The 2017 Bentley Mulsanne First Edition Interior Uses 350-Year-Old Wood

When the tree that provided the wood sprouted, Louis XIV was in a robe, eating suckling pig.

Bentley Motors

Not that the Bentley Mulsanne is chasing any trends—she is a queenly limousine, motoring above the tides of popular fashion—but the boffins, blokes, gaffers, and guv'nors at Crewe have bequeathed the dame with a new set of duds all the same. The new Mulsanne will come in three guises: regular (as in, the royal family regularly retires to Windsor Castle), Speed (as in, Speed, Alastair, you know I have personal sovereignty!) and Extended Wheelbase (as in, I haven't been uncomfortable before, and I'm not starting now). A new nose sports slightly lowered—though still humungous—headlights and a wider grill, but as usual much of the flavor is in the filling: the interior.

Bentley Motors

In all Extended examples of the First Edition, or the first 50 of the updated Mulsannes produced, the interior will be trimmed in walnut veneer sourced from a 350-year old tree. Yes, three-and-a-half-century-old wood. When the seeds that germinated the tree that will help create a new Mulsanne dashboard first sprouted, America was a colony, blood-letting was current medical science, and Louis XIV was strutting around Versailles in high heels with a bit of pheasant fat dripping from his chins. In 2007, heavy winds knocked down England's third oldest tree, the Fulbeck Walnut. (They like to name things in England.) The felled gargantuan yielded 43 tons of usable timber, of which Bentley bought a couple for "undisclosed prices." Now, some of the slabs make up tray tables.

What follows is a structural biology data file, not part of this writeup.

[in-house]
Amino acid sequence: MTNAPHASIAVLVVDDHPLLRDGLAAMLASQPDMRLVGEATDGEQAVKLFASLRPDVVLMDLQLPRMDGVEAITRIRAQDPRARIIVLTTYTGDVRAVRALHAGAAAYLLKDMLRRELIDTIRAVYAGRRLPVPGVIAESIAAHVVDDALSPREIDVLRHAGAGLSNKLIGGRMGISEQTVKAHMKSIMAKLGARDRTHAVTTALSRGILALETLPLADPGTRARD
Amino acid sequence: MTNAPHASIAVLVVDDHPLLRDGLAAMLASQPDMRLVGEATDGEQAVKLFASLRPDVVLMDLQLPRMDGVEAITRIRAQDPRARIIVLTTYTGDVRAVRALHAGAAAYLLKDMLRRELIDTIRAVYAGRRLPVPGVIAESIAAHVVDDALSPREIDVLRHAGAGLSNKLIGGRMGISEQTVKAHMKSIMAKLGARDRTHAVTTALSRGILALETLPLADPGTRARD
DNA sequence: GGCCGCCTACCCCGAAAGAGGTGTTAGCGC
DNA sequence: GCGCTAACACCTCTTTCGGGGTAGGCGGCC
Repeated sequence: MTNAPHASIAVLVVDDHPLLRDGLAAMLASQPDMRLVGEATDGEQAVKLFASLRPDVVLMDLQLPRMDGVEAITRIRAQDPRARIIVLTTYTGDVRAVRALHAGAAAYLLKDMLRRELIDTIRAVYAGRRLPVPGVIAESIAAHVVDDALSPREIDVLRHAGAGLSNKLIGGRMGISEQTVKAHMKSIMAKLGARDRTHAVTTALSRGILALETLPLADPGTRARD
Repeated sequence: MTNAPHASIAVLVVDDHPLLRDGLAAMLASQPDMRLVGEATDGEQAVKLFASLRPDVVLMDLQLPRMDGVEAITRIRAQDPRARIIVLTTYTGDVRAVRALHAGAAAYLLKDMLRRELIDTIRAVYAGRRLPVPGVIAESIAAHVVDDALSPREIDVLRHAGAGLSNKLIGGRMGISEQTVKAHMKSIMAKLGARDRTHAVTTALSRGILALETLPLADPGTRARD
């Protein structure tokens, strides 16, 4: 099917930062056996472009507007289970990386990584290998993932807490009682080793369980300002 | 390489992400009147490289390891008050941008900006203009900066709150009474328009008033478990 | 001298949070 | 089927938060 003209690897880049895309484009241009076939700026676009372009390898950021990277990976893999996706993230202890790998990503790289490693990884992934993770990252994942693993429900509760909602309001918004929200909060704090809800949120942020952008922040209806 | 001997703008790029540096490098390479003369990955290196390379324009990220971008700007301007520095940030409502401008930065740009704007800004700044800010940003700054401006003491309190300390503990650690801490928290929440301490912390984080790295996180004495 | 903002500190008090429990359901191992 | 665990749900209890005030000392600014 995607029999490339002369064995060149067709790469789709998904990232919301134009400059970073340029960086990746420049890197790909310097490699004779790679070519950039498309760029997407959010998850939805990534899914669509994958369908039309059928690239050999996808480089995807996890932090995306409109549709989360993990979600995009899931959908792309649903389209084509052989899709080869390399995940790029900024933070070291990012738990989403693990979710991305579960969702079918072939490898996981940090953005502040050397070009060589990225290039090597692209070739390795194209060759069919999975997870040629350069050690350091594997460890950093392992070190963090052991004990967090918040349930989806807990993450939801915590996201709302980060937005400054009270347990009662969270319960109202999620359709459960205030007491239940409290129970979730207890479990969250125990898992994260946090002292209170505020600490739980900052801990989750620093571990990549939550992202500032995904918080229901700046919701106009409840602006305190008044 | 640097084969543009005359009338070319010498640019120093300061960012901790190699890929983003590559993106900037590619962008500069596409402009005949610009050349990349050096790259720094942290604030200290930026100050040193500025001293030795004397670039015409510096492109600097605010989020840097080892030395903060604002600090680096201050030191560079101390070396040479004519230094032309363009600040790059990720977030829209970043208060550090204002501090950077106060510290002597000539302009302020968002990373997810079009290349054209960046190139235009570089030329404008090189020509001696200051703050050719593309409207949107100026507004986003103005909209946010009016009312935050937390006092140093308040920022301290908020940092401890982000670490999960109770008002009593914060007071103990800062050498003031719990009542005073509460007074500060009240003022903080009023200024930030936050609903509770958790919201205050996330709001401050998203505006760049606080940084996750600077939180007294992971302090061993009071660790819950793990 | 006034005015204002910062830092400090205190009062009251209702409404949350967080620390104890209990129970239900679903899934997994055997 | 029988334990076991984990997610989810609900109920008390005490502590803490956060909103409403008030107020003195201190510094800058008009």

Bentley Motors

As is typical in the automotive world, competition will arise. A mere 350 years old? Rolls-Royce will crow, as it installs slabs of petrified, Jurassic-era bog wood in its cars, while Cadillac secretly crushes up some of those South Dakota dinosaur bones to sprinkle in the headliner of the new CT6. Call us when Ferrari releases its mummy-skin seats.